Deutschland Disruption: In just one week, the busy German airline market changed forever

In just one week, the busy German airline market changed forever Here’s the understatement of the year: Last week was an eventful one for Germany’s airline industry. Is “revolutionary” too strong a word?

Developments last week will most certainly be transformative, leaving Air Berlin a completely re-shaped airline from what it was, and Lufthansa a far larger player in the low-cost sector. The winds of change appear set to sweep across Germany’s TUIfly too.

It was no secret that Air Berlin had to do something. As far back as 2011, an Airline Weekly cover story explained the airline’s tortured predicament, characterized by external forces like rising competition and Germany’s onerous airline taxes to internal contradictions likes its simultaneous pursuit of longhaul and shorthaul markets, leisure and corporate business, direct and tour operator sales and so on. Its fleet was too complex. Its network was too fragmented. And its situation grew even worse as Lufthansa built up Eurowings, as Ryanair and others attacked German cities, as regulators questioned its codesharing rights with Etihad and as critical demand to Turkey and North Africa evaporated. Not even Etihad’s oil riches could save it, even after multiple rounds of cost cutting and capacity cutting. In its own words, uttered last week, it suffered from a “complicated business model serving multiple market segments from a single business platform.” It also mentioned high seasonality, low productivity and operational cost inefficiencies.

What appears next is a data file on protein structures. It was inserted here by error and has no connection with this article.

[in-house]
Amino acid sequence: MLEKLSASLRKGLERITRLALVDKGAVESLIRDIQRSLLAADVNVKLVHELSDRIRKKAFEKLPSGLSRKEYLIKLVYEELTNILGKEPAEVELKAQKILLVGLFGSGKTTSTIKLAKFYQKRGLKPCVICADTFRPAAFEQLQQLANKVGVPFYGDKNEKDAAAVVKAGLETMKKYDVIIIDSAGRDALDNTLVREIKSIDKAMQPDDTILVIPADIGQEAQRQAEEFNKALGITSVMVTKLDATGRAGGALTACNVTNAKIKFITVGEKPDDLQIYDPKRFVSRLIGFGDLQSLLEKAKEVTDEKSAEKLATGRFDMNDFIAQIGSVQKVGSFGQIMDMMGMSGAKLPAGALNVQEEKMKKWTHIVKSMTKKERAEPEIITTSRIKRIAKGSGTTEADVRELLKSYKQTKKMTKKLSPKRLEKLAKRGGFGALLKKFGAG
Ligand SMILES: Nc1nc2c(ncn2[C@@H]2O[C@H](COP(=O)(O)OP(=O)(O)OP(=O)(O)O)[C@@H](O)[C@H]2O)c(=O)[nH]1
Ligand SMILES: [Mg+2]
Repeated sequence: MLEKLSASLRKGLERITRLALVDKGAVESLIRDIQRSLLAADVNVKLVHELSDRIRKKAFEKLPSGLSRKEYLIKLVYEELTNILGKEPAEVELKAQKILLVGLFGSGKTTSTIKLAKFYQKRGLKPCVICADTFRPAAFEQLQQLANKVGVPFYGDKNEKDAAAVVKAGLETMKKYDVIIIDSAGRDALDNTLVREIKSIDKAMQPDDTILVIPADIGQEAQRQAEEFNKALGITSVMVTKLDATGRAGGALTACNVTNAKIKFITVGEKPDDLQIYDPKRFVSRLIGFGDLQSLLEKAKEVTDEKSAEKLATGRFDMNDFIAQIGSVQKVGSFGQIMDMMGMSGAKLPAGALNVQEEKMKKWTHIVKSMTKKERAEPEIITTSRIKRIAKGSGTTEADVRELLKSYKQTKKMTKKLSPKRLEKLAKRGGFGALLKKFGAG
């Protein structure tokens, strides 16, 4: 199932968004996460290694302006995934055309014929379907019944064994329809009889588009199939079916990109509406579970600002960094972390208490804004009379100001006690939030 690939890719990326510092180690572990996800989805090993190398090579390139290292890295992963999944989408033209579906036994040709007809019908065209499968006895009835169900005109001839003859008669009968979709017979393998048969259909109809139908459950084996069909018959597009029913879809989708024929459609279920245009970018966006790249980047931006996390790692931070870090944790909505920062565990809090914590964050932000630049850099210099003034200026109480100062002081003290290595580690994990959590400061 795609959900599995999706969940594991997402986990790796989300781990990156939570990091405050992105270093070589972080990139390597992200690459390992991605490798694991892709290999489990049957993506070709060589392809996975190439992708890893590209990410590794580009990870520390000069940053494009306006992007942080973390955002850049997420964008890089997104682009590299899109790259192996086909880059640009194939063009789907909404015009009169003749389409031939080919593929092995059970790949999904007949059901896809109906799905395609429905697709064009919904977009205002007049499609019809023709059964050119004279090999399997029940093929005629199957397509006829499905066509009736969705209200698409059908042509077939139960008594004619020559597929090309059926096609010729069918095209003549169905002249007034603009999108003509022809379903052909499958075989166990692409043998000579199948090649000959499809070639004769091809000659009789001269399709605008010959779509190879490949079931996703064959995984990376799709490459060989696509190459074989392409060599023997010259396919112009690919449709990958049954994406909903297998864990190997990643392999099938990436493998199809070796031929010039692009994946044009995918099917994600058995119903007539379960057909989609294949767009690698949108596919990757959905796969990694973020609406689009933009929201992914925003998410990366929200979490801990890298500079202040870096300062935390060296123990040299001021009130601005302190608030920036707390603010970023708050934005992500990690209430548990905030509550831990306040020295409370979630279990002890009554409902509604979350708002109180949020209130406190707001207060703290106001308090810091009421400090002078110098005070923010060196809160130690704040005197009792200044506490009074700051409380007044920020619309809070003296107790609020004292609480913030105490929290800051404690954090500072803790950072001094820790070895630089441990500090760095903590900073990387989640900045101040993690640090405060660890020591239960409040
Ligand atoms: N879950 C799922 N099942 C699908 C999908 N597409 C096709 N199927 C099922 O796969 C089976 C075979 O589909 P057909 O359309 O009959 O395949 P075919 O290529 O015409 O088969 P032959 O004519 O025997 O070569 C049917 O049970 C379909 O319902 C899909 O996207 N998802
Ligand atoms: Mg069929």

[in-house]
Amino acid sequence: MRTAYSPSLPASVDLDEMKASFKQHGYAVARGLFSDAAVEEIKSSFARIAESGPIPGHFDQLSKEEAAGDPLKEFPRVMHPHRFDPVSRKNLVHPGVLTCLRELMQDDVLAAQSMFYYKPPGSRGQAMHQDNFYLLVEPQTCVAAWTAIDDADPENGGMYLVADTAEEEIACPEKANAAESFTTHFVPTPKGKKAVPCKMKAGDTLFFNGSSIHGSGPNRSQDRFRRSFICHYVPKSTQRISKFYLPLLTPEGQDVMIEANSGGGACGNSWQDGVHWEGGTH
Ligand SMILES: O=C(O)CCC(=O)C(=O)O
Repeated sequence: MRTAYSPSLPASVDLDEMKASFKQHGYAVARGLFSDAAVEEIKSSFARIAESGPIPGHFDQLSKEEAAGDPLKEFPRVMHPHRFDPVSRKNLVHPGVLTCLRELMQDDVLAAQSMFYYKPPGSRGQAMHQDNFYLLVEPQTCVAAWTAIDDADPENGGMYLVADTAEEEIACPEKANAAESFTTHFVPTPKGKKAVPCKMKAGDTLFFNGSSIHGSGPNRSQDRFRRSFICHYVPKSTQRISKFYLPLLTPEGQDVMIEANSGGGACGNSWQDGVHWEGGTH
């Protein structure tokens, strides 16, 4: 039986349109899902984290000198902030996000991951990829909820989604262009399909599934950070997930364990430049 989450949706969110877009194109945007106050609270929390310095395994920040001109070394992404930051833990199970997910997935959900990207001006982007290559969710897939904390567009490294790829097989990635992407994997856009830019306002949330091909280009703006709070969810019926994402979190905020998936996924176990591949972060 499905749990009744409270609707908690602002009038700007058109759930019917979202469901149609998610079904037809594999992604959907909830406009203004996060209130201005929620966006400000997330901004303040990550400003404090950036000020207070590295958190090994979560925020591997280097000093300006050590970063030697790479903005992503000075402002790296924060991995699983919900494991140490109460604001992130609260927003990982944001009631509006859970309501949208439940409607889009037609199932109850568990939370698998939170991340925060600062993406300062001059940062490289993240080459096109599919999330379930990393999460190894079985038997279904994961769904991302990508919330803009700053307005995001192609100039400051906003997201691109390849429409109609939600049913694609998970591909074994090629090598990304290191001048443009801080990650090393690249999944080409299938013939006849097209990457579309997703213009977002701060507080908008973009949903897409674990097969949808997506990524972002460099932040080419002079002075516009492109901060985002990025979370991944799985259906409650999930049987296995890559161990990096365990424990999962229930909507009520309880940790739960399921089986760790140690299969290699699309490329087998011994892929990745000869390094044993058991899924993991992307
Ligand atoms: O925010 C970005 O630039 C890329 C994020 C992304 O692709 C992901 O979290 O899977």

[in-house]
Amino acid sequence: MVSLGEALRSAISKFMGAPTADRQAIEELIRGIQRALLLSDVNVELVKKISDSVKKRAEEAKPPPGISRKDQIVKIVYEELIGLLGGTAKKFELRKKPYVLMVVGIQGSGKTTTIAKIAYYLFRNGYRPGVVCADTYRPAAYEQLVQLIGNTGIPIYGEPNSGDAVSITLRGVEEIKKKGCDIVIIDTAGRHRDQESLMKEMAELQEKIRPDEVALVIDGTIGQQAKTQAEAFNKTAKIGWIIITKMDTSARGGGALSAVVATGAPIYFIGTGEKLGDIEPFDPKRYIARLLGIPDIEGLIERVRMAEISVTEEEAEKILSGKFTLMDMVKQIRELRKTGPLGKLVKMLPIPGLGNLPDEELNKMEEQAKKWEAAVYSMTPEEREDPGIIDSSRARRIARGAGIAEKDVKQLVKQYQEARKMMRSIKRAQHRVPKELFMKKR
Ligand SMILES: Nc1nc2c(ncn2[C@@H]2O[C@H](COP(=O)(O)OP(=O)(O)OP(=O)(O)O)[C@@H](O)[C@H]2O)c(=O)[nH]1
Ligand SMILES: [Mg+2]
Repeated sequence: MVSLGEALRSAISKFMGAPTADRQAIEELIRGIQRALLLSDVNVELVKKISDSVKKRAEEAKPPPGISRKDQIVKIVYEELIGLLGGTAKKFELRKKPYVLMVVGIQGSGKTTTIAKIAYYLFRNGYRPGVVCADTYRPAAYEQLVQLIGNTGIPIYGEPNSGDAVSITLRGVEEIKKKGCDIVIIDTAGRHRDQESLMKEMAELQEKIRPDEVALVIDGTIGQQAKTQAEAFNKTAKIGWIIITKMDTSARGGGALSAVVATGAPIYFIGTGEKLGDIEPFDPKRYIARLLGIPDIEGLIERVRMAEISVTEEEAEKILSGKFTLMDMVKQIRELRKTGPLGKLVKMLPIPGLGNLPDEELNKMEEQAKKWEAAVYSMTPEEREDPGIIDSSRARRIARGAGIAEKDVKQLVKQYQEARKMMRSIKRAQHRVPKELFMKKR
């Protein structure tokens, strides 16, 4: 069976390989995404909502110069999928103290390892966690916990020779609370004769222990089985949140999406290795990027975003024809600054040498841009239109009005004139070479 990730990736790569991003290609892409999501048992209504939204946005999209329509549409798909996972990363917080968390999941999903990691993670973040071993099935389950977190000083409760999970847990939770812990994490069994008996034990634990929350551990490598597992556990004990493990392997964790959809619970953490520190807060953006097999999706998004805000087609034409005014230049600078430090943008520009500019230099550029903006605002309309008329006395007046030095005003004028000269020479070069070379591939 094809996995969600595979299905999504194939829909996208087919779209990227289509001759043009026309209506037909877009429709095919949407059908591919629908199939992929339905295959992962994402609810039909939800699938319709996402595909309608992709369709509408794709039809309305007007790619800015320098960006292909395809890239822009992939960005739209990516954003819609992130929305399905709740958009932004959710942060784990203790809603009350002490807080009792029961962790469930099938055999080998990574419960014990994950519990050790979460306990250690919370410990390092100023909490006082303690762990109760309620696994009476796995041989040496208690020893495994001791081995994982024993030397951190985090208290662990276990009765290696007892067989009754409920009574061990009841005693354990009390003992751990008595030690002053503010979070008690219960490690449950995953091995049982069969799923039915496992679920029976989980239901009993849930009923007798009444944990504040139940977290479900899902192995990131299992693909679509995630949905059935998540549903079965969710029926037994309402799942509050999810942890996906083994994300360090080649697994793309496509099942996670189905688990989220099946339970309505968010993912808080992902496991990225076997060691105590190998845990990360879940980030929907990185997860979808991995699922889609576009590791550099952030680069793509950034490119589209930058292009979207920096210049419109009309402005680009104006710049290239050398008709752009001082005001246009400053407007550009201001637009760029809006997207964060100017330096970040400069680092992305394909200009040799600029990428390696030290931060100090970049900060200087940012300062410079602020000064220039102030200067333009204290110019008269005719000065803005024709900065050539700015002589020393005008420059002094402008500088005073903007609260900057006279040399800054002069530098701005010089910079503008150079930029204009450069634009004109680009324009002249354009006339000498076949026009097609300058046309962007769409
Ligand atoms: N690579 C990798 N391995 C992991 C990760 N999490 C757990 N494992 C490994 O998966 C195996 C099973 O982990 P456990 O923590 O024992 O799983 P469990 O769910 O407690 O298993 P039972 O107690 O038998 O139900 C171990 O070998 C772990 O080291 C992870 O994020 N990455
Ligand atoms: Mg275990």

So finally, Air Berlin and its backers at Etihad decided on a big bang approach to reform. As announced last week, the airline will reduce its fleet to just 75 planes, down from 136 today and 153 at the start of this year— the number was as high as 170 five years ago. With those 75 remaining planes (61 currently in its fleet and 14 more to be insourced next year), Air Berlin will focus just on higher-yield markets from its two main hubs: Düsseldorf and Berlin, eying a larger share of domestic business travelers, as well as pursuit of more shorthaul business on routes to and from Italy, where it partners with fellow Etihad ally Alitalia, as well as Austria, Switzerland, Scandinavia and Eastern Europe. It will keep 40 A320s and 18 Q400s.

At least as importantly, Air Berlin is sticking to its longhaul international business, no surprise given its relative success of late. That means flying 17 A330s…

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